Despite adjusting almost everything in life to a pandemic-driven “new normal” these past ten months, most of us have discovered a few unexpected benefits from the upheaval. Such is the case for the HL7 FHIR Connectathons, which migrated from in-person to virtual beginning with the May 2020 Connectathon. The January Connectathon #26, occurring last week, carries the distinction of being the largest Connectathon yet – with over 800 participants!
The in-person, face-to-face Connectathons of the past provided a rare (and delightful) opportunity to join developers, implementers, clinicians and interested stakeholders in testing and development of FHIR standards. Moving to the virtual format, however, has allowed more people to participate without having to travel to the event.
What Happens at a FHIR Connectathon?
If you are still fuzzy on the detailed activities of Connectathons—and whether you should attend one, there are many avenues where you can learn more. FHIR Connectathons serve as events that are centered upon developing the FHIR specification; including resources, profiles, and implementation guides (IG). The first Connectathon occurred in September 2012 and readily set the stage for future Connectathons that typically occur in the days ahead of an HL7 Working Group Meeting, thereby encouraging members to participate in both.
Anthem, Cedars-Sinai, and CareEvolution to share on project to implement Data Exchange for Quality Measures and Event Notification on Wednesday, October 28
Like peeling back the layers of an onion, exchanging information to support value-based care involves complex data challenges for providers and payers alike.
That’s particularly true when it comes to navigating essential communications between providers and payers, using that dialogue to better coordinate care and achieve the best possible results for patients.
Two key areas that challenge everyone is ensuring that quality measures are met and that everyone in the chain is on the same page when it comes to events. Typically, these are hard for all parties in sharing relevant information.
HL7’s Fast Healthcare Interoperability Resources (FHIR®) standard offers an approach that everyone can use to facilitate data exchanges. In an upcoming community roundtable scheduled for 4 to 5:30 p.m. ET on Wednesday, October 28, HL7 Da Vinci Project members Anthem, Cedars-Sinai and CareEvolution will discuss their efforts to put implementation guides for Data Exchange for Quality Measures and Event Notification in place.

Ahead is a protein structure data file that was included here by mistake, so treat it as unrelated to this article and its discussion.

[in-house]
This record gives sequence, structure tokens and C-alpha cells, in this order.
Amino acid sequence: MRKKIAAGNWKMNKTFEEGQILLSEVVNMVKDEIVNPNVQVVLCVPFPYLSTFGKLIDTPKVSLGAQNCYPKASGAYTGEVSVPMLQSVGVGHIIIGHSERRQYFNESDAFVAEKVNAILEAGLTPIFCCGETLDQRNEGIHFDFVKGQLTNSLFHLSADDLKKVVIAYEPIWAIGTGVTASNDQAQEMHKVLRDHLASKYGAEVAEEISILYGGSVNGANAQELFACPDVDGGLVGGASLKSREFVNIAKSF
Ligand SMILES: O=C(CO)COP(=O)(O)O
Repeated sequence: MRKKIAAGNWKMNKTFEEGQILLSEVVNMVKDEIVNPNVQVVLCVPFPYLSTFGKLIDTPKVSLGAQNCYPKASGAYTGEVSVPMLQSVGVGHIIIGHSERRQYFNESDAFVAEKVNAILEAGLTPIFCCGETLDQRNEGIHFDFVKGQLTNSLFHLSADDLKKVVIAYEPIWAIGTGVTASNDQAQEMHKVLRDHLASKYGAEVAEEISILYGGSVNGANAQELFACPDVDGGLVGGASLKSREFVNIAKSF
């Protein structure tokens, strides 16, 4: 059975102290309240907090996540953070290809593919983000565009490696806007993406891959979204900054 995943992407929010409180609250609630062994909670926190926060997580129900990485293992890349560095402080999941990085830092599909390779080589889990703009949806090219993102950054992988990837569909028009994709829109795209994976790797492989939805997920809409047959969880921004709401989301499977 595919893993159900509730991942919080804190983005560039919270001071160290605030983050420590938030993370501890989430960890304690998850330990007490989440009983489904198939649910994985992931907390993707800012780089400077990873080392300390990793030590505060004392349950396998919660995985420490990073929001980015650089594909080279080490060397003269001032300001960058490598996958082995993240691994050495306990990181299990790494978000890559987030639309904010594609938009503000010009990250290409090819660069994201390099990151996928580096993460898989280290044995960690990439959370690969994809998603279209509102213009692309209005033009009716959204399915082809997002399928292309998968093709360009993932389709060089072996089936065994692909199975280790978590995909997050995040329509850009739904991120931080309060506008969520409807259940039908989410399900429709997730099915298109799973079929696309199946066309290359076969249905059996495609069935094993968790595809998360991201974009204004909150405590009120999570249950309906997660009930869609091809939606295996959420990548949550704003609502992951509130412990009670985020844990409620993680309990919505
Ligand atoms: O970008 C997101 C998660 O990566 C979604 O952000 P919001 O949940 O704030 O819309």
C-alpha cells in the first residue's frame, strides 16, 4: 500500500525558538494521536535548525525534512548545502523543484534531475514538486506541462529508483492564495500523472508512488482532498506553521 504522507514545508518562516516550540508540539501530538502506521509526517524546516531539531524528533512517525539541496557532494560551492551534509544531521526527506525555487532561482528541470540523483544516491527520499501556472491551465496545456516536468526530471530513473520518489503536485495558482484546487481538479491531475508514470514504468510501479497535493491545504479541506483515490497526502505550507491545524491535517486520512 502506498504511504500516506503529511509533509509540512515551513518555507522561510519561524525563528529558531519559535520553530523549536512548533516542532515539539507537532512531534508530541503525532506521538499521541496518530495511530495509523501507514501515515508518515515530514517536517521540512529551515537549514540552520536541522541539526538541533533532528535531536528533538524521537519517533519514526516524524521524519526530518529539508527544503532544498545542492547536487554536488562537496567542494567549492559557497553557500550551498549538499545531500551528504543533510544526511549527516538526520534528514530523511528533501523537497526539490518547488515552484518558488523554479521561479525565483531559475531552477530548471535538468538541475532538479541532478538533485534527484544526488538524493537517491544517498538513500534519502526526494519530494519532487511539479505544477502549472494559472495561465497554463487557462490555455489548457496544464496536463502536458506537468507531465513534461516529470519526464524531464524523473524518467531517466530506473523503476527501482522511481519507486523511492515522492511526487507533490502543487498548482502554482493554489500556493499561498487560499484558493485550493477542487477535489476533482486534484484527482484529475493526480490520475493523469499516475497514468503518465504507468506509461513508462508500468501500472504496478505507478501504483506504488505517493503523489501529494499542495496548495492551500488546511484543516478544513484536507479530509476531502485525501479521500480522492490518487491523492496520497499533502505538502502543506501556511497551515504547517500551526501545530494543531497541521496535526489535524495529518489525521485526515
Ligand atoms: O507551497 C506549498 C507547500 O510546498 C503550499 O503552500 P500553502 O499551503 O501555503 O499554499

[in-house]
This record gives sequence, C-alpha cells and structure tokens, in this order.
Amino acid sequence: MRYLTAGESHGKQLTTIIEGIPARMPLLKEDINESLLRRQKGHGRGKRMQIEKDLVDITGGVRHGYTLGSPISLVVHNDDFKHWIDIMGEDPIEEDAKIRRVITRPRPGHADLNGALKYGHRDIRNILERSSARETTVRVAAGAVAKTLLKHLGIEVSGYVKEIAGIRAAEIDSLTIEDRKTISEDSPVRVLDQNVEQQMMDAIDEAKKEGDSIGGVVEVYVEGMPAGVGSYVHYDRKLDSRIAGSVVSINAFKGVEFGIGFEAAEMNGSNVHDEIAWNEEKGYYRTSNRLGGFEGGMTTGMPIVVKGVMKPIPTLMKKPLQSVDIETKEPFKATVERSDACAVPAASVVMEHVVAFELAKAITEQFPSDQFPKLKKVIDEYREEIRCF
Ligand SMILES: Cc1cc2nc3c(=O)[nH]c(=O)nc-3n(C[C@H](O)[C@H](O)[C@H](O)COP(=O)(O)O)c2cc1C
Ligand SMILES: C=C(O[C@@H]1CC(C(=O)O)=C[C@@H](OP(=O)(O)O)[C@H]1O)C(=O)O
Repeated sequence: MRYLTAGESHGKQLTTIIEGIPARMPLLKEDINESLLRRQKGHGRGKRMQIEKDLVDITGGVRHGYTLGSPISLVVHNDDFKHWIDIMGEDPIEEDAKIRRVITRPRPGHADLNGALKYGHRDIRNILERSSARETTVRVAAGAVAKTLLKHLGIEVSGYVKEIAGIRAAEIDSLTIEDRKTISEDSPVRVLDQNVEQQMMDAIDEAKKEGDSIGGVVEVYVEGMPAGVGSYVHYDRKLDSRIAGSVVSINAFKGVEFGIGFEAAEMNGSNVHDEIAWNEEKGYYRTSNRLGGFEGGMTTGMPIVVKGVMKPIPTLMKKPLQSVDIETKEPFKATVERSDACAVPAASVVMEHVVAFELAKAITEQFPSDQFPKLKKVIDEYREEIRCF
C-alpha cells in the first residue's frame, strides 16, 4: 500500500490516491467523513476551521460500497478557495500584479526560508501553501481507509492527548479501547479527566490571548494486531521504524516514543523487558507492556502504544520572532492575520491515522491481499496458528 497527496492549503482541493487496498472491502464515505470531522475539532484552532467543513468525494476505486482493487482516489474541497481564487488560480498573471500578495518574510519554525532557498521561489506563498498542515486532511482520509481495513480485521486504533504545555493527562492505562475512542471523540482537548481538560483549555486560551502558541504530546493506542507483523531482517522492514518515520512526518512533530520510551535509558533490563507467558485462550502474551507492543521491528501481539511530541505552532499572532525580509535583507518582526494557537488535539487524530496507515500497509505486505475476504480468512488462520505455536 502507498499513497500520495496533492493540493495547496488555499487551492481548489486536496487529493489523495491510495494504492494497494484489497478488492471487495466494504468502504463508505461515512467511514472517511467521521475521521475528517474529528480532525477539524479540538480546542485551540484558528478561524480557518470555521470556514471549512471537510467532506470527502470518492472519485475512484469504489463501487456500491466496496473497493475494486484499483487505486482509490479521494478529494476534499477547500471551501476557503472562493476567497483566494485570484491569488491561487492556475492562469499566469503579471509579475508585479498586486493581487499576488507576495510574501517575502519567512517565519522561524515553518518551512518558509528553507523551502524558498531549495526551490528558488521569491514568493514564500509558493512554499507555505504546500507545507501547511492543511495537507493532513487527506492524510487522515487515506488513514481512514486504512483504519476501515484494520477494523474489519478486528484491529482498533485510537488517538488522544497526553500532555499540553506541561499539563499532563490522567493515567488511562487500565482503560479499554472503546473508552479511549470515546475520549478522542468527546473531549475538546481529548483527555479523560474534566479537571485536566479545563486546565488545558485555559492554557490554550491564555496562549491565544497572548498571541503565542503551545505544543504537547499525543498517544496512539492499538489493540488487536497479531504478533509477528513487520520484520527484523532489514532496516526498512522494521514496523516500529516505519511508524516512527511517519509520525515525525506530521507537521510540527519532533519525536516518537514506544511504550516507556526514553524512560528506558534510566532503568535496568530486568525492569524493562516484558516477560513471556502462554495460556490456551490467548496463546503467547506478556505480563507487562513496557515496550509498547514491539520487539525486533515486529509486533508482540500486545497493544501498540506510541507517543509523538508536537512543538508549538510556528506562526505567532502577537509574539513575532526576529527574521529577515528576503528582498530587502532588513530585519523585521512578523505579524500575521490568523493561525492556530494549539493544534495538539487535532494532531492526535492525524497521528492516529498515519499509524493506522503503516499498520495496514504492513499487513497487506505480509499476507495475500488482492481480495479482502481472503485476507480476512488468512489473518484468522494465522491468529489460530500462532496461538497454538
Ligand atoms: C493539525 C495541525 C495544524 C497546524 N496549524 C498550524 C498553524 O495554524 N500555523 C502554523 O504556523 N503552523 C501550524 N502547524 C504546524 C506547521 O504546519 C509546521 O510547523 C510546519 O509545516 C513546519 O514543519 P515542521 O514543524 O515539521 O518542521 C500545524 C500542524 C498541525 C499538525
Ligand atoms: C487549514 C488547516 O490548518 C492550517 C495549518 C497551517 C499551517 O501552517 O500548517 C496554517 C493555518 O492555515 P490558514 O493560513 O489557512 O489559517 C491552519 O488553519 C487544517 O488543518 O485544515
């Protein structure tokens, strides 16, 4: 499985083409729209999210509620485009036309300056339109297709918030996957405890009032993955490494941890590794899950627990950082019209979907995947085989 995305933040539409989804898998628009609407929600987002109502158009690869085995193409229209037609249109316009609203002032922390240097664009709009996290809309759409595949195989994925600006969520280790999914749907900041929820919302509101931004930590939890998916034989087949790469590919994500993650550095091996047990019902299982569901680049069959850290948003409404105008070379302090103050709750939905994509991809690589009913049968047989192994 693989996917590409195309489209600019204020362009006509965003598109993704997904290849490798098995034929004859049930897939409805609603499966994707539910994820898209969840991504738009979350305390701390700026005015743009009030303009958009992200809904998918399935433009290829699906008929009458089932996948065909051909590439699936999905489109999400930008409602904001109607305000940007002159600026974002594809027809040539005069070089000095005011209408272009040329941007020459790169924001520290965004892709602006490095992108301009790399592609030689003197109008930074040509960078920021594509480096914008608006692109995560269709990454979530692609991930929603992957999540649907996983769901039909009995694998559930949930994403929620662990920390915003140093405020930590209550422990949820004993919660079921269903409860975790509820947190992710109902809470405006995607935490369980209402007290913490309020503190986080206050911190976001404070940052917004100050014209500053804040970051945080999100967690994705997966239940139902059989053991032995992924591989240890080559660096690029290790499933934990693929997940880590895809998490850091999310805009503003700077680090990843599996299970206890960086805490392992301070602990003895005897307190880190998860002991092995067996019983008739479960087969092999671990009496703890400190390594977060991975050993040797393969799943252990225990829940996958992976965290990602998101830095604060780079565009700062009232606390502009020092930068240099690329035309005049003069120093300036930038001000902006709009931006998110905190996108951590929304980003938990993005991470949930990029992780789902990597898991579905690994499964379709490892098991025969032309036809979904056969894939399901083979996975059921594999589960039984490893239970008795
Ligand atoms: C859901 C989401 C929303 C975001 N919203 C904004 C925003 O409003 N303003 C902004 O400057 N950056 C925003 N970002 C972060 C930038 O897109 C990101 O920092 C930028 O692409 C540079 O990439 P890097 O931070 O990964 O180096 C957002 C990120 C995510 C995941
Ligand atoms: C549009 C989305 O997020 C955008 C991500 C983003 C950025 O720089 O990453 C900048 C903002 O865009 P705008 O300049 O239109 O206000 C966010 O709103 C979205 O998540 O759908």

Time is ticking away on healthcare organizations, who face fast approaching federal deadlines to improve the sharing of information to give patients access to their payer data. Additionally, the tools to reduce clinician burden and improve clinical data exchange between payers and providers are rapidly maturing.
The good news is that HL7’s Fast Healthcare Interoperability Resources (FHIR®) standard is the tool that organizations can use to meet new requirements for data sharing. Use cases and accompanying implementation guides from the HL7 Da Vinci Project offer specific, standardized ways for organizations to use plug-and-play technologies with multiple other organizations.
But for many organizations, now the works begins in earnest. Implementing Da Vinci use cases will require input from IT departments and testing with a variety of partners. Fortunately, an upcoming Da Vinci Project event aims to equip participants with the necessary knowledge to get off the ground successfully.
HL7 is offering a Da Vinci-focused Education and FHIR Implementation Event on October 27 to 29, open to both members and non-members. The event goals are to educate the health IT community about HL7 FHIR and FHIR implementation guides develop by the Da Vinci Project and the CARIN Alliance.
Just over one month ago, I leaped into HL7 FHIR through involvement of the Da Vinci Project. Having worked in the healthcare technology industry for more than 10 years aligned with implementers of payer-provider workflows, data reporting and analytics, it was compelling to see how the proverbial “sausage is made” in the standards world. I made my debut by attending the HL7 FHIR Patient Access API Implementation event in August and I have since attended the September HL7 Connectathon.
Here are three key takeaways from my first month in the FHIR community.
The Room Where it Happens: Developing a Standard Doesn’t Transpire Behind Closed Doors By the Elite.
As an implementer reading a standards’ implementation guide (IG), it’s inevitable to reach a point of confusion where you say to yourself, “Clearly the writer of this didn’t consider my business need.” HL7 has a robust process that prioritizes adoption and reaching consensus among the public community before stamping approval on a standard. The continuous improvement method includes one or more balloting cycles (where the public community essentially critiques the IG and provides detailed feedback) as well as multiple connectathons (at which IGs are tested against by the community), providing ample opportunity for feedback from the community to evolve the IG. The HL7 Da Vinci Project, as well as other FHIR accelerators, have reference implementation prototypes, documented examples, sample test scripts and weekly calls open to the public, encouraging participation throughout the development lifecycle.